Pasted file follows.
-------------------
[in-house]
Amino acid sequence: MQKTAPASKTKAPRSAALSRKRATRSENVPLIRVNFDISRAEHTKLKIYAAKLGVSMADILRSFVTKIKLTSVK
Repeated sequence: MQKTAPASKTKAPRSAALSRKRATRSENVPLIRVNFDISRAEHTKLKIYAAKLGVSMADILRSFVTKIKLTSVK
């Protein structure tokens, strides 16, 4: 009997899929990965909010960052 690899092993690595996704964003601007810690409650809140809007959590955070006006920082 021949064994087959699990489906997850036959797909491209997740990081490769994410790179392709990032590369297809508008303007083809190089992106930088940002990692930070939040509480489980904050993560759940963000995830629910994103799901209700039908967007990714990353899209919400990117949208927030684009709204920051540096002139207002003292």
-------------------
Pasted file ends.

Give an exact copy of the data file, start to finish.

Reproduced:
[in-house]
Amino acid sequence: MQKTAPASKTKAPRSAALSRKRATRSENVPLIRVNFDISRAEHTKLKIYAAKLGVSMADILRSFVTKIKLTSVK
Repeated sequence: MQKTAPASKTKAPRSAALSRKRATRSENVPLIRVNFDISRAEHTKLKIYAAKLGVSMADILRSFVTKIKLTSVK
């Protein structure tokens, strides 16, 4: 009997899929990965909010960052 690899092993690595996704964003601007810690409650809140809007959590955070006006920082 021949064994087959699990489906997850036959797909491209997740990081490769994410790179392709990032590369297809508008303007083809190089992106930088940002990692930070939040509480489980904050993560759940963000995830629910994103799901209700039908967007990714990353899209919400990117949208927030684009709204920051540096002139207002003292």